Tuesday, July 27, 2021

Caught this nice rainbow at 11:32am, water temperature 64 degrees.

Fish early before water temperatures get too warm.. It's best to quit fishing as water temperatures head towards 67 degrees.  Warm water conditions are stressful and less optimal for fish to recover and may no survive.  Please help preserve the sport we all enjoy so much during these critical times.

Results left of a careless angler with no regards to water temperatures and the trout.

Please be aware and refer to the fishing closures Colorado Parks and Wildlife 



Wednesday, July 21, 2021

Colorado Wildflowers




Musk Thistle.  In great abundance around Gypsum Ponds.

Colorado has so many beautiful wildflowers along our rivers, creeks, and streams.  I wanted to create an ongoing blog of wildflowers I have come across on my days of fishing.  If you have encountered a wildflower here in Colorado and would like some help with identifying the name, please feel free to send me an email of a picture:  cattoy.flyfishing@gmail.com.  Photo credit can be shared.

I would like to dedicate this growing blog to Jon Baiocchi, a fantastic fly fishing guide in California who gave his heart and soul into the fly fishing industry.  I will miss you my best friend.  You would make me laugh just rattling of the names of flowers as we would walk by.  I don't know if I could hold all those wildflowers in my head, but just to try to be as great as you were.  

Indian Paintbrush

The Indian Paintbrush wildflower encountered while creekin at S. Boulder Creek nearby the Moffat Tunnel, a railroad and water tunnel that cuts through the Continental Divide in north-central Colorado. One of my favorite places close to home of beautiful mountain scenery, hiking, fly fishing, dirt biking, and enjoyment of backcountry skiing in the winter.

Sunloving Aster

These Sunloving Asters were everywhere with the hike into Cheesemans Canyon to fish a part of the S. Platte River.  They are a purple ray flower with large yellow disk centers.  They grow in open areas of the forest, slopes, and ridges.  Flowering time is from June to September.

Tarragon, Artemisia campestris caudata. 

This towering wildflower I came across along the banks of the Eagle River.  This flower belongs to the Aster Family.  A biennial that can grow as tall as 30" with taproot and reddish flexible leafy stem.  Flowering time is July and August.

Rock Groundsel (Hoary Ragwoirt)

This perennial belongs to the Aster family of up to 8" tall, in clumps.  Leaves are basal about 2" long and thick.  They typically grow along gravelly and rocky areas. boulder fields, outcroppings, and ridges. I came across this wildflower while fly fishing the Blue River.  These will flower in June to September with golden orange disks, golden yellow ray flowers with gentle ripple with each petal.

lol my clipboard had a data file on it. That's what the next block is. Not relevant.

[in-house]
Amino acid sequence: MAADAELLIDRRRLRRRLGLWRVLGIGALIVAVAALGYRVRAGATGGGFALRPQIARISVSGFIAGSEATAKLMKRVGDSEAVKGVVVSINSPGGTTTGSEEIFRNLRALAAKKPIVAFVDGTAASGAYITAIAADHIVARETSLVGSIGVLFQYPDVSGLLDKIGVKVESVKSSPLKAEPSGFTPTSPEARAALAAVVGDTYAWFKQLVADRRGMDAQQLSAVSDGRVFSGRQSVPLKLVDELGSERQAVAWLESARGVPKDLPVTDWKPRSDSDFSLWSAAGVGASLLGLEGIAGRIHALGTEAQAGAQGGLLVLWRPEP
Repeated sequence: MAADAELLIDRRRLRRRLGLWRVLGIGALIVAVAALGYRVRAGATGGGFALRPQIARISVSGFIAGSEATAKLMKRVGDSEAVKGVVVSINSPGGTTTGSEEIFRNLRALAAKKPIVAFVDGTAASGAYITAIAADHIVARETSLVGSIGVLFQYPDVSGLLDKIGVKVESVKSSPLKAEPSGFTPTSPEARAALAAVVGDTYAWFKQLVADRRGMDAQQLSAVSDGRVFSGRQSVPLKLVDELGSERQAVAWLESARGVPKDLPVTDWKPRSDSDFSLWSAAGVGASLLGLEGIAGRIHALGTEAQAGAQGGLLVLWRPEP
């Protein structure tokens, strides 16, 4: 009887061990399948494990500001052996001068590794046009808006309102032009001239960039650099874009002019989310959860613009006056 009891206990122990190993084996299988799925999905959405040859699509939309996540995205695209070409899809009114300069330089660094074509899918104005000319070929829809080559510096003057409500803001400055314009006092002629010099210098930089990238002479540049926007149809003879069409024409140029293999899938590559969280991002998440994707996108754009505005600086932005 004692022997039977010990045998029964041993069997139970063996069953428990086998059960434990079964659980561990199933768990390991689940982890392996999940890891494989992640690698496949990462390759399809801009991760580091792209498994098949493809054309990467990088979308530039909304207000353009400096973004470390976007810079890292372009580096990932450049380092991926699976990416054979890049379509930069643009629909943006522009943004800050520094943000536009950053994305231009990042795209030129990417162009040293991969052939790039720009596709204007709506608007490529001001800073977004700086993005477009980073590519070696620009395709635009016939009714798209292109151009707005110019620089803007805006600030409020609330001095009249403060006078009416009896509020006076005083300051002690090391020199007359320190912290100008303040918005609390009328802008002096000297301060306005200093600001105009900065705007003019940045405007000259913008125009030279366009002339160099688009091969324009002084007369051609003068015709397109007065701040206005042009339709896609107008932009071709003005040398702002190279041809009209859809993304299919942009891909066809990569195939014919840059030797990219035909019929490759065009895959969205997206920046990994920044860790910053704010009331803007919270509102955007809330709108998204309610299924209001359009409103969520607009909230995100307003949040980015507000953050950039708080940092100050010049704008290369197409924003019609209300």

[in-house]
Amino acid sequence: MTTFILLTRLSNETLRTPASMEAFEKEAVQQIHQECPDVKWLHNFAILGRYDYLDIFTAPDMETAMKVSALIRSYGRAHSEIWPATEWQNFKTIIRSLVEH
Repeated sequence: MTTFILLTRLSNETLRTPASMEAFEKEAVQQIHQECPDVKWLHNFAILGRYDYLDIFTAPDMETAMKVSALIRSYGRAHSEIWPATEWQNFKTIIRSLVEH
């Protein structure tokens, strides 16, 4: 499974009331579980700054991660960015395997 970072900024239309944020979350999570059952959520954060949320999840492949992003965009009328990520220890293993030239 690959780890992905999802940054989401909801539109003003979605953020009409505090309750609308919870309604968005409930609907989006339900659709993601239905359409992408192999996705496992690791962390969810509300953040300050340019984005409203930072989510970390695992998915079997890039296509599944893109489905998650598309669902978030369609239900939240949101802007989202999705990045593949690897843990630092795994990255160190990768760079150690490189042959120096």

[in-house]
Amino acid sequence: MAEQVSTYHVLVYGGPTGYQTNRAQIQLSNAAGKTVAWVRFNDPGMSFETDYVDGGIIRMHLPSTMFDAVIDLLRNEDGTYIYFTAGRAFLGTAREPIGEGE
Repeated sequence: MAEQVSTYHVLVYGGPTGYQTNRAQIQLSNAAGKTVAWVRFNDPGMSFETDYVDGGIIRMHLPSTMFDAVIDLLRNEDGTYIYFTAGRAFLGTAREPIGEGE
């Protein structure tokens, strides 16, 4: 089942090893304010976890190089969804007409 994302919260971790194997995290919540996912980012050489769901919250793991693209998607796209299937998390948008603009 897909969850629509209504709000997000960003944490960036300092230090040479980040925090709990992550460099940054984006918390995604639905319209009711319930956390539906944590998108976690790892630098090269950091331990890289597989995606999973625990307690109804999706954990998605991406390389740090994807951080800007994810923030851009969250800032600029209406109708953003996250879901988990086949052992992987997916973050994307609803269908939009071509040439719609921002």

Scarlet Globemallow.

This wildflower I came upon hiking into the banks of Deckers, or another section of the S. Platte River for a twilight session.  This upright flower may sprawl densely with white-hairy perennial that grows no more than a foot in height.  Found in clumps or clusters, they colonize extensively where ever they are growing. The flower is with orange-pink petals with red bracts.

 

Sunday, May 9, 2021

The Blue Winged Olive Mayfly


The madness of Spring is enticing.  It melts the snow and creating spring water where the rested garden of winter comes to life.  The sunshine and spring drizzling rains aid in the growth of leaves to garnish the trees and youngling blades of grass to sprout along the river banks.  Spring is in the air and so are the Blue Winged Olive hatches.

Blue Winged Olive. Image by Cat Toy, Togens Pro Staff. 

The Blue Winged Olive Mayfly is one of the most prolific mayfly families across the country.  These attractive mayflies can be found on many rivers, creeks, and stream habitats.  They dwell in crawling, to moderate, and fast currents in the gravel of freestone riffles, in gentle spring creeks, and tailwaters.  They thrive in aquatic plants in the river beds.  The BWO mayfly will often have two to three generations per year occurring in the spring and fall with some early hatches in between seasons. Hatches may vary in different parts of the country, and they may happen nearly anytime of the year.  The completion of their lifecycle is relatively short of around four months from egg, to larva, as an emerger, to a dun, and as a spinner.

The majority of their lives are in the larval stage spending life in the cobbles and aquatic vegetation of rivers, creeks, and streams.  Once the nymph matures, it will drift and swim through the water column before breaking the surface film into a dun.  The newly emerged adults whisk like sailboats along the surface as their wings dry.  The duns will blanket the water banks vegetation and molt into spinners.  The spinners will mate, and the females may return down to structures in the water to deposit eggs within hours or days as a dun.